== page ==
Corotating solar wind streams and recurrent geomagnetic activity: A review

Bruce T. Tsurutani*, Walter D. Gonzalez, Alicia L.C. Gonzalez, Fernando L. Guarnieri, Nat Gopalswamy, Manuel Grande, Yohsuke Kamide, Yoshiya Kasahara, Gang Lu, Ian Mann, Robert McPherron, Finn Soraas, Vytenis Vasyliunas

*Corresponding author for this work

Research output: Contribution to journalReview articlepeer-review

540 Citations (SciVal)


Solar wind fast streams emanating from solar coronal holes cause recurrent, moderate intensity geomagnetic activity at Earth. Intense magnetic field regions called Corotating Interaction Regions or CIRs are created by the interaction of fast streams with upstream slow streams. Because of the highly oscillatory nature of the GSM magnetic field z component within CIRs, the resultant magnetic storms are typically only weak to moderate in intensity. CIR-generated magnetic storm main phases of intensity Dst < -100 nT (major storms) are rare. The elongated storm "recovery" phases which are characterized by continuous AE activity that can last for up to 27 days (a solar rotation) are caused by nonlinear Alfvén waves within the high streams proper. Magnetic reconnection associated with the southward (GSM) components of the Alfvén waves is the solar wind energy transfer mechanism. The acceleration of relativistic electrons occurs during these magnetic storm "recovery" phases. The magnetic reconnection associated with the Alfvén waves cause continuous, shallow injections of plasma sheet plasma into the magnetosphere. The asymmetric plasma is unstable to wave (chorus and other modes) growth, a feature central to many theories of electron acceleration. It is noted that the continuous AE activity is not a series of substorm expansion phases. Arguments are also presented why these AE activity intervals are not convection bays. The auroras during these continuous AE activity intervals are less intense than substorm auroras and are global (both dayside and nightside) in nature. Owing to the continuous nature of this activity, it is possible that there is greater average energy input into the magnetosphere/ ionosphere system during far declining phases of the solar cycle compared with those during solar maximum. The discontinuities and magnetic decreases (MDs) associated with interplanetary Alfven waves may be important for geomagnetic activity. In conclusion, it will be shown that geomagnetic storms associated with high-speed streams/CIRs will have the same initial, main, and "recovery" phases as those associated with ICME-related magnetic storms but that the interplanetary causes are considerably different.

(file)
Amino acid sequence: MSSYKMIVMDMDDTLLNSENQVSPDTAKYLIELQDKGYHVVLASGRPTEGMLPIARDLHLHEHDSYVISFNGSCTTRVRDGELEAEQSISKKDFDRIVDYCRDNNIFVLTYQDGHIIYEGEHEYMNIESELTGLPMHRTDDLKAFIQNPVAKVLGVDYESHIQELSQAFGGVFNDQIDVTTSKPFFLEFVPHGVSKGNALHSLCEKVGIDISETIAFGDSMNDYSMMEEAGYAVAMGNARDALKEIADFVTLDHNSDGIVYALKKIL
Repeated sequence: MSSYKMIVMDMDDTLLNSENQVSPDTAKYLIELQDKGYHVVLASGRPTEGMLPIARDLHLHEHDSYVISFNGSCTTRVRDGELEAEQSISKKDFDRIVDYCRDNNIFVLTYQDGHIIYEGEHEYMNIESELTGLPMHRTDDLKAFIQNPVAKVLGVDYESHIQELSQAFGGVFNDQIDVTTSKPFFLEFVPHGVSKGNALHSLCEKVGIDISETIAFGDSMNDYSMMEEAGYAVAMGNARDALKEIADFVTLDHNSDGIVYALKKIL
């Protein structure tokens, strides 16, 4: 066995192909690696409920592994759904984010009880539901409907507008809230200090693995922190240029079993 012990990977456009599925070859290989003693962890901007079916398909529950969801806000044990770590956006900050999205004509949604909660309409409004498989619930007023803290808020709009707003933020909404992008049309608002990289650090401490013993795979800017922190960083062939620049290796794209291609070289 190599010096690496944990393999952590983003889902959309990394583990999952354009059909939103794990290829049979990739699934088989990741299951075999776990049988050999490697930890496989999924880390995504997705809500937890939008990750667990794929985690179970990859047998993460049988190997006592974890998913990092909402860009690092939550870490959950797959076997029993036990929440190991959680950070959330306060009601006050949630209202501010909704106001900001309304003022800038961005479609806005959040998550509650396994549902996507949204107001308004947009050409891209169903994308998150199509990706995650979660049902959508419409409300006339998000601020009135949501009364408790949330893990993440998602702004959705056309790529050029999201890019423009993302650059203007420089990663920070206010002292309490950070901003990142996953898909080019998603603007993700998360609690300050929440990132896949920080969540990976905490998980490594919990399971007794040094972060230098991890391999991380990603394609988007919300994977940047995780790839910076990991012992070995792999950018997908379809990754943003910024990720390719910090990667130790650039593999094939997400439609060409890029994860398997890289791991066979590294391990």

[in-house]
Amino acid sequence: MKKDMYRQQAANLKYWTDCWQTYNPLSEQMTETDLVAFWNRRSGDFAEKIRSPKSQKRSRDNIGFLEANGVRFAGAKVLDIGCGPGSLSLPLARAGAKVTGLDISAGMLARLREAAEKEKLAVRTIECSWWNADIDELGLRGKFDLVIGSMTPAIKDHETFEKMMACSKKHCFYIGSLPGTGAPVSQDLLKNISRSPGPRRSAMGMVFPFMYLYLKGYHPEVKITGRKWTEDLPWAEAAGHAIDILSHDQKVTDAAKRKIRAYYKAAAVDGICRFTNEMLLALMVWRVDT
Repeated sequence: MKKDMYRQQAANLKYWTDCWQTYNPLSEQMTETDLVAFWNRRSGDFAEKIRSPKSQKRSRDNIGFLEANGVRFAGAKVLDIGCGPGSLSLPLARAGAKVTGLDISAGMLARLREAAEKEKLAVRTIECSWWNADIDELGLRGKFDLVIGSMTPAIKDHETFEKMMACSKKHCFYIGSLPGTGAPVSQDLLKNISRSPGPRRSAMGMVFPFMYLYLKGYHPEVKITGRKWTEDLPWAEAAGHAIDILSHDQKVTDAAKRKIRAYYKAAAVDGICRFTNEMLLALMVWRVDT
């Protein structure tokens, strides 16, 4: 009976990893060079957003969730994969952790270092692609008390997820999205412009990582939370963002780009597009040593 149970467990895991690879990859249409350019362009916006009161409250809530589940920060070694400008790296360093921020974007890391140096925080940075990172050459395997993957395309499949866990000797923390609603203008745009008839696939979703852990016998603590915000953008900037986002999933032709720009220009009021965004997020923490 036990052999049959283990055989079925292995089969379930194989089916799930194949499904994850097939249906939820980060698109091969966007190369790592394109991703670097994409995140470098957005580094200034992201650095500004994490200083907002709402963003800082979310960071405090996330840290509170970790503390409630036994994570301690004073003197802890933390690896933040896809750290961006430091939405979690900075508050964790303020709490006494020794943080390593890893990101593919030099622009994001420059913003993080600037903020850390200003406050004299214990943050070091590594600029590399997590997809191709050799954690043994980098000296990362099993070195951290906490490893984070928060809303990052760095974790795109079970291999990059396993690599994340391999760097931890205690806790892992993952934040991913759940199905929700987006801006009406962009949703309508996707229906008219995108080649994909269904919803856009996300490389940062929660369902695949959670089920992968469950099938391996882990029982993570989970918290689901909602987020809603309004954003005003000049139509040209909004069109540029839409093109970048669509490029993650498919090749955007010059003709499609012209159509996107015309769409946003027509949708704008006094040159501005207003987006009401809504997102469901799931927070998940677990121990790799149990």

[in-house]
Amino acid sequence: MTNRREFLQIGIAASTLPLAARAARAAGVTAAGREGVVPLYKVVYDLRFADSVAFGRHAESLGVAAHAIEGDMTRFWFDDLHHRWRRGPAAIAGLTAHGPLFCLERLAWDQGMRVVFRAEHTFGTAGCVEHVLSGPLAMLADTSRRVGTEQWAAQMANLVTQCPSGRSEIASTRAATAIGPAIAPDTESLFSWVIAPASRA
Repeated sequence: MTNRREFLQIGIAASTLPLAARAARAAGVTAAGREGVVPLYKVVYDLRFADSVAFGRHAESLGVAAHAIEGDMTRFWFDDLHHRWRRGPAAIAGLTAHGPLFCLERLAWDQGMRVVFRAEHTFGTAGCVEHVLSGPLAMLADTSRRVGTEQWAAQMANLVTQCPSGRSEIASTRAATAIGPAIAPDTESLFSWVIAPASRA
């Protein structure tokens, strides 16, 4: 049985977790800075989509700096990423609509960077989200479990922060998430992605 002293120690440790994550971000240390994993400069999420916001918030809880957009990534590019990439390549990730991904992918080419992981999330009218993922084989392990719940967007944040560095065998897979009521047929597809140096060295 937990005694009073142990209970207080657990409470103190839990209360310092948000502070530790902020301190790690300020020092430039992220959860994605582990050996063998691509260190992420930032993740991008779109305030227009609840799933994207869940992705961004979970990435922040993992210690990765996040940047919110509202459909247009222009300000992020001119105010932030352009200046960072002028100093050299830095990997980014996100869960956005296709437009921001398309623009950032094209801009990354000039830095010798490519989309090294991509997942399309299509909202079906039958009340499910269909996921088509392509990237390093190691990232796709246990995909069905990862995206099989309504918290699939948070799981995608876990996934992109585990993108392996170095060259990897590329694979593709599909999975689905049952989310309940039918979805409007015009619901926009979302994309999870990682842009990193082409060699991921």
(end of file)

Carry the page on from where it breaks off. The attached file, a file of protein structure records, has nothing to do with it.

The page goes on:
Original languageEnglish
Article numberA07S01
JournalJournal of Geophysical Research: Space Physics
Issue number7
Publication statusPublished - 01 Jul 2006


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